Get access

Clinical and genetic characterizations of 16q-linked autosomal dominant spinocerebellar ataxia (AD-SCA) and frequency analysis of AD-SCA in the Japanese population

Authors


Abstract

Autosomal dominant spinocerebellar ataxias (AD-SCAs) form a clinically and genetically heterogeneous group of neurodegenerative disorders. Recently, a single nucleotide substitution in the 5′-untranslated region of the puratrophin-1 gene was found to be associated with one type of AD-SCA linked to chromosome 16q (16q-SCA). To obtain further insight into the contribution of the C-to-T substitution in the puratrophin-1 gene to the clinical and genetic characteristics of patients with 16q-SCA, we analyzed 686 families with 719 individuals diagnosed with progressive ataxia. We found C-to-T substitution in the puratrophin-1 gene in 57 unrelated families with 65 affected individuals. The mean age at onset in the patients with 16q-SCA was 59.1 (range, 46–77). Ataxia is the most common initial symptom. The elderly patients over 65 occasionally showed other accompanying clinical features including abnormalities in tendon reflexes, involuntary movements, and reduced vibration sense. We also examined the frequency of the AD-SCA subtype, considering the effects of age at onset. In the 686 AD-SCA families, SCA6 and Machado-Joseph disease/SCA3 are frequent subtypes, followed by dentatorubral-pallidoluysian atrophy and 16q-SCA. 16q-SCA is not a rare subtype of Japanese AD-SCA, particularly in patients with ages at onset over 60. © 2007 Movement Disorder Society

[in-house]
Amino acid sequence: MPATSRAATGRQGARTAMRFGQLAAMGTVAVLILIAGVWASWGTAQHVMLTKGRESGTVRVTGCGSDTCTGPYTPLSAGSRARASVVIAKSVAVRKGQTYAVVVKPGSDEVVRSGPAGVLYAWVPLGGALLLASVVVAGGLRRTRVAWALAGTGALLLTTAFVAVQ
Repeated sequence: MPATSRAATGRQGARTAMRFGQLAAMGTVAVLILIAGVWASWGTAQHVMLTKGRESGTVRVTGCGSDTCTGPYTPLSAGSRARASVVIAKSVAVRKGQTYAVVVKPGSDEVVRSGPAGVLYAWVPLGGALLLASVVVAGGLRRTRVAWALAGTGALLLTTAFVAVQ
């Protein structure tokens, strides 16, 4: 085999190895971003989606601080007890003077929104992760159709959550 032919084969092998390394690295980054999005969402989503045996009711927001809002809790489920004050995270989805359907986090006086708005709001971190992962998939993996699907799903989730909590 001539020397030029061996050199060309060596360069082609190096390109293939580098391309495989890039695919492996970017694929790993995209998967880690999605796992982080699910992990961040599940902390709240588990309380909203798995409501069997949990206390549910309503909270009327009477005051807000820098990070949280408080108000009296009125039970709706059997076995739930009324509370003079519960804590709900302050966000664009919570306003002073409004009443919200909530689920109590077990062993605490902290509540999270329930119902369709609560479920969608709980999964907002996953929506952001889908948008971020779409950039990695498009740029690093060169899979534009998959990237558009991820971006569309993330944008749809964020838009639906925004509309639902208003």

Get access to the full text of this article

Ancillary